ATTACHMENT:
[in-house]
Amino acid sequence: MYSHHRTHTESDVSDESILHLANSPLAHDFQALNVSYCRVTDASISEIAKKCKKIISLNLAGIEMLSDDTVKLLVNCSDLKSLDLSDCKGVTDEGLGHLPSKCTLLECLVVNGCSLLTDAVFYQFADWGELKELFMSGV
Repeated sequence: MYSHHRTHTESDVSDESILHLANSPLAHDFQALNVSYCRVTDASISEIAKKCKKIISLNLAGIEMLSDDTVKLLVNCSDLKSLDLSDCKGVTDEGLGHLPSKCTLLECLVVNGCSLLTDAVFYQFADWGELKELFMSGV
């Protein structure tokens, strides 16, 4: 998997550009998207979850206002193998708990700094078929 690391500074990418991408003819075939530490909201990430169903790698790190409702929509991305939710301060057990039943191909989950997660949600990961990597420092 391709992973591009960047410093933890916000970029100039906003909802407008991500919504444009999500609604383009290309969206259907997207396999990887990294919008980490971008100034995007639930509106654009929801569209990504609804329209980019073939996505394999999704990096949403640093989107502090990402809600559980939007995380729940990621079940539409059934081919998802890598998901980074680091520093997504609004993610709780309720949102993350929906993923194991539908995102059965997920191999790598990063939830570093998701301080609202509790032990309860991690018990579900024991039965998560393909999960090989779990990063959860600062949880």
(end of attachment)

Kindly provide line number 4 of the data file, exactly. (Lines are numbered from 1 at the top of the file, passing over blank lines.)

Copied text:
């Protein structure tokens, strides 16, 4: 998997550009998207979850206002193998708990700094078929 690391500074990418991408003819075939530490909201990430169903790698790190409702929509991305939710301060057990039943191909989950997660949600990961990597420092 391709992973591009960047410093933890916000970029100039906003909802407008991500919504444009999500609604383009290309969206259907997207396999990887990294919008980490971008100034995007639930509106654009929801569209990504609804329209980019073939996505394999999704990096949403640093989107502090990402809600559980939007995380729940990621079940539409059934081919998802890598998901980074680091520093997504609004993610709780309720949102993350929906993923194991539908995102059965997920191999790598990063939830570093998701301080609202509790032990309860991690018990579900024991039965998560393909999960090989779990990063959860600062949880």